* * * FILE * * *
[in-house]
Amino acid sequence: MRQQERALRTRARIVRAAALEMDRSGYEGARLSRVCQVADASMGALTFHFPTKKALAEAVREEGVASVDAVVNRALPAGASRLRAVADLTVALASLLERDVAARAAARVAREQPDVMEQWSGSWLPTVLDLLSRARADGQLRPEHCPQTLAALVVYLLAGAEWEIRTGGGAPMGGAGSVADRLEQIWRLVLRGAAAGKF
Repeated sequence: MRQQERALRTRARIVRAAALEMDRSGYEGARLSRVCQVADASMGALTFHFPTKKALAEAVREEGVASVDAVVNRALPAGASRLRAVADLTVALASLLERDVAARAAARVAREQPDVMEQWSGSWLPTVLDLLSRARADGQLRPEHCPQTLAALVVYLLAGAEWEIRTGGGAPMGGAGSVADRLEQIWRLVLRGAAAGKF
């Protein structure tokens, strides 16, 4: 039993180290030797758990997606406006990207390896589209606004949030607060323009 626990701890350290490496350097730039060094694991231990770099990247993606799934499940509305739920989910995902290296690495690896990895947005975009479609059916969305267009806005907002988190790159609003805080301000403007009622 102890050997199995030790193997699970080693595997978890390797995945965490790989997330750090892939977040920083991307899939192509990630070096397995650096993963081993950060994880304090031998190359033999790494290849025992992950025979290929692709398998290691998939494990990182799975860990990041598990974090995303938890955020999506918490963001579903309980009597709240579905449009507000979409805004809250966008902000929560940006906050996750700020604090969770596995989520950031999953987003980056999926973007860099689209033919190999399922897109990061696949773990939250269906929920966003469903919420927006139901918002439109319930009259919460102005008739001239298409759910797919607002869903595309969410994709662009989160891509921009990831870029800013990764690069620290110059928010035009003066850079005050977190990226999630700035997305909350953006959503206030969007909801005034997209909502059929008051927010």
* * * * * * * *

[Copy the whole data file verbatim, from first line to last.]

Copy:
[in-house]
Amino acid sequence: MRQQERALRTRARIVRAAALEMDRSGYEGARLSRVCQVADASMGALTFHFPTKKALAEAVREEGVASVDAVVNRALPAGASRLRAVADLTVALASLLERDVAARAAARVAREQPDVMEQWSGSWLPTVLDLLSRARADGQLRPEHCPQTLAALVVYLLAGAEWEIRTGGGAPMGGAGSVADRLEQIWRLVLRGAAAGKF
Repeated sequence: MRQQERALRTRARIVRAAALEMDRSGYEGARLSRVCQVADASMGALTFHFPTKKALAEAVREEGVASVDAVVNRALPAGASRLRAVADLTVALASLLERDVAARAAARVAREQPDVMEQWSGSWLPTVLDLLSRARADGQLRPEHCPQTLAALVVYLLAGAEWEIRTGGGAPMGGAGSVADRLEQIWRLVLRGAAAGKF
């Protein structure tokens, strides 16, 4: 039993180290030797758990997606406006990207390896589209606004949030607060323009 626990701890350290490496350097730039060094694991231990770099990247993606799934499940509305739920989910995902290296690495690896990895947005975009479609059916969305267009806005907002988190790159609003805080301000403007009622 102890050997199995030790193997699970080693595997978890390797995945965490790989997330750090892939977040920083991307899939192509990630070096397995650096993963081993950060994880304090031998190359033999790494290849025992992950025979290929692709398998290691998939494990990182799975860990990041598990974090995303938890955020999506918490963001579903309980009597709240579905449009507000979409805004809250966008902000929560940006906050996750700020604090969770596995989520950031999953987003980056999926973007860099689209033919190999399922897109990061696949773990939250269906929920966003469903919420927006139901918002439109319930009259919460102005008739001239298409759910797919607002869903595309969410994709662009989160891509921009990831870029800013990764690069620290110059928010035009003066850079005050977190990226999630700035997305909350953006959503206030969007909801005034997209909502059929008051927010």